The frenzied rise in petrol and diesel prices is to exhibit government’s confidence about the consequent public silence over the issue, or in other words a conspicuous lack of it.
The confidence is emanating from the fact that government is the most prominent psychologist sitting over voluminous Adhaar repository, millions of digital footprints & hundreds of data scientists working round the clock from their high-security office headquarters profiling our every move.
It’s an attempt by the government to prove that for the common citizen the present prices are yet not the testing limits, that people will happily shell out much more of their hard earned money for the same quantity of petroleum products on offer beginning any given night, that they have the requisite disposable income in their hand to pay off their bills at times of contingency.
Its a deliberate attempt to prove that in a country like India inflation is not an issue.
Sadly, they are right.
The near stable consumption pattern even after successive price hikes reaffirms government’s belief.
People on their part by remaining passive have removed any doubt whatsoever about inflation being an issue.
The opposition by maintaining its stony silence on the issue so far has reassured the government of the fact that for a country split on caste and communal lines prices of essentials are the last thing on the table.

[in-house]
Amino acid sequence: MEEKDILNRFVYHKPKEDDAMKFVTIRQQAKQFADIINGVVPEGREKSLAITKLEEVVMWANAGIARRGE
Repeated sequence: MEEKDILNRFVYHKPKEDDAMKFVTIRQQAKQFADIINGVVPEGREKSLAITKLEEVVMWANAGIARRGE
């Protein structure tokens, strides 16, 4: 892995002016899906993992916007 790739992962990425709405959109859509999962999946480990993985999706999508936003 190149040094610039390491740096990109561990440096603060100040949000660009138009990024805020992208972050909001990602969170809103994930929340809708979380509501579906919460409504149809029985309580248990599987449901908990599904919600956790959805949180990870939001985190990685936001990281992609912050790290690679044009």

Regardless of government’s confidence at ridiculing citizen understanding and opposition’s occasional cries, the crude reality is a large chunk of the population is struggling to keep with their lives day in & day out with the impact of the hike being felt from their kitchen to the karkhaanas(factories).
The figures being waved to elicit consumption stability are themselves problematic as they do not distinguish between changing consumption patterns of the rich and the poor.
It also fails to highlight that there are criminal levels of inequality in income because of which the near-daily few paisa raise are ignored by those who are affluent but pile up as debt and loss for the poor and marginalised.
With the accumulation of wealth in just a few hands, this monster of inequality is much more calamitous than inflation in general. But on the opposite what we see is a far more eerie silence on the subject.
The failure of neo-liberalism and market model which is at the heart of both the phenomenon of continued inflationary pressure and widening income inequality hardly find mention whenever there is a renewed debate occasion price rise.
Failure of critical speakers to present things as a whole adds to the confidence of this anti-people government.
It’s time we increase the shelf-life of our debate and not engage with any other thing till the government bends.